No one likes looking at clutter. While some people are diligent about keeping it at bay, banishing it before it has a chance to build up, others can't seem to keep it under control. If you belong to the latter group and have a clutter-filled bookcase or bookshelves, try an easy trick to instantly calm down your clutter: Simply cover it up with a curtain.
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Curtains for Clutter
While the argument can be made that the best solution for clutter is just to get rid of it, everyone has those items they'd like to keep around but that are simply unattractive, especially when piled in a heap. Toys, magazines and crafts supplies are just a few items that fall into this category. Clear out as much clutter as possible before covering your bookshelves with a curtain because, once the clutter is hidden, you'll be less likely to see it and be bothered by it. Organised shelves make finding your items easier, and your curtains will look more attractive if they're not full of bulges and bumps.
Choosing Your Fabric
Assess your room and choose your fabric wisely. While plain white muslin is inexpensive and available in handy wide widths, it can also be boring. On the other hand, bright colours and prints may add too much visual clutter to your room. Use your best judgment, remembering that the objective is to tidy your room up and make it appear cleaner and calmer. If you are covering a low, small shelf, a print or bright colour may be just fine. For larger shelves or more than one bookcase, plain white or some other calming, solid colour is more restful to the eye.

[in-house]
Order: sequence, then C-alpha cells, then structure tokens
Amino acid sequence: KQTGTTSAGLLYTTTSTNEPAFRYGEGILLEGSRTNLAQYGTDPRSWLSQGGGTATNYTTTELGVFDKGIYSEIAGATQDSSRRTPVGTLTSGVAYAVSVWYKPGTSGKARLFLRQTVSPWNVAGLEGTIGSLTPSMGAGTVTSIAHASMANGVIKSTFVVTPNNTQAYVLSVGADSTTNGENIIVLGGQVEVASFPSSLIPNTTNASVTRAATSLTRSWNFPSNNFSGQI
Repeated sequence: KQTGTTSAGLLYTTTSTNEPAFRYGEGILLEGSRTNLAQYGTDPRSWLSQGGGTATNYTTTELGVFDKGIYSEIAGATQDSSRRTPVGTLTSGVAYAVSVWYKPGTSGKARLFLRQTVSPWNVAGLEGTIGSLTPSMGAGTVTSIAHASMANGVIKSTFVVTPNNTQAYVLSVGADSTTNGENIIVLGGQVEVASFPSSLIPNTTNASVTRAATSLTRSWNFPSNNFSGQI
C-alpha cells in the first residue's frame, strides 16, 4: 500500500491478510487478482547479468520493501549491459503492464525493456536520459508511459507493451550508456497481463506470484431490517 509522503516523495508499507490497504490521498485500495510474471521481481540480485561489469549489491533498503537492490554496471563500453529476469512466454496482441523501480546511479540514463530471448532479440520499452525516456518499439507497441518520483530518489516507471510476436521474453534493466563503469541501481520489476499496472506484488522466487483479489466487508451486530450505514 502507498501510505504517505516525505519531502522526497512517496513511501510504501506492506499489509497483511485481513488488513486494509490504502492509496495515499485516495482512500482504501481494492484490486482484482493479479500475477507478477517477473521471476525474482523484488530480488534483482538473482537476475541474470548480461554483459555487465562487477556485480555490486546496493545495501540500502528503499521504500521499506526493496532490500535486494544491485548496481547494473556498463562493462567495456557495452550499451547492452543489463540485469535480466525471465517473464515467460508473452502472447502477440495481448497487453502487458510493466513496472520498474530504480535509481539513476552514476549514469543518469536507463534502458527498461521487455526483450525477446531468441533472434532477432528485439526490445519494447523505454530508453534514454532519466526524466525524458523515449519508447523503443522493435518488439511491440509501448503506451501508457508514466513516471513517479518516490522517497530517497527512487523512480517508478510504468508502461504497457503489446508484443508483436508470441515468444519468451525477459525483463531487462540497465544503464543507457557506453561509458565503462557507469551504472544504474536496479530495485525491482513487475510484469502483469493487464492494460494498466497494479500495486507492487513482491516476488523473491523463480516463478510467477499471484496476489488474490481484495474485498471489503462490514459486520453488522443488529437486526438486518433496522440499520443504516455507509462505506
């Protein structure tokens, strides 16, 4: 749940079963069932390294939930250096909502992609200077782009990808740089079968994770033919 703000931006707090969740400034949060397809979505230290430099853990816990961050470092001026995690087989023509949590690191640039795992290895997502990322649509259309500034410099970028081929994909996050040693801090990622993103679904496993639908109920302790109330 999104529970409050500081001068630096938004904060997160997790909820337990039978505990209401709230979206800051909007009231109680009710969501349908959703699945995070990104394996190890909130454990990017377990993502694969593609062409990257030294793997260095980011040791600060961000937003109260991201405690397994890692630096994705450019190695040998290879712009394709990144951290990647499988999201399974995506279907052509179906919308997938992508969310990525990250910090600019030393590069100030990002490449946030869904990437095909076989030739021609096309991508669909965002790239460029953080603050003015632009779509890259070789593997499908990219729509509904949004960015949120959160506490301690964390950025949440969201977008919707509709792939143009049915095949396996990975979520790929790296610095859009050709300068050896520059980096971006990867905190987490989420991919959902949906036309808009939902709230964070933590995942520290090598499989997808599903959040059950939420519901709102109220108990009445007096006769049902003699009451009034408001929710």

Gathered Vs. Flat
Once you've chosen your fabric, you must select the curtain style. If you hem your fabric panel to the dimensions of the open front of the bookcase, your panel will hang flat and smooth for a clean, tailored look. Make your curtain panel twice as wide as the open front of the bookcase, and it will gather on the rod for a softer look. Pleating the fabric is another way to add gathers, fullness and softness.
Bracket Rod Vs. Tension Rod
As far as rods are concerned, cafe curtains work well on bookcases because they are lightweight, have a low profile and a small diameter. If your shelves are wooden or some other material that you can successfully drill, install the brackets directly into the front of the shelf's side panels at the top of the bookcase. If you cannot or would rather not drill into your bookshelves, hang your curtains with a tension rod; however, know that tension rods may be yanked out of place if you tug on the curtains too forcefully.
Hook-and-Loop Tape Solution
If your bookshelves are open on the sides, meaning they do not have side panels, or if they are made out of resin or plastic that you cannot drill into, attach curtains with hook-and-loop tape. Versions of this tape are available with a sew-on side that you sew onto the top edge of the curtain and an adhesive side that you stick onto the top edges of the shelves. Hook-and-loop tape is a useful solution if the sides of your shelves are open as it allows you to cover all three open sides with one continuous curtain.
Secure your bookcase to the wall for safety as children tugging on the curtains could be seriously injured if they pull the bookcase down onto themselves.
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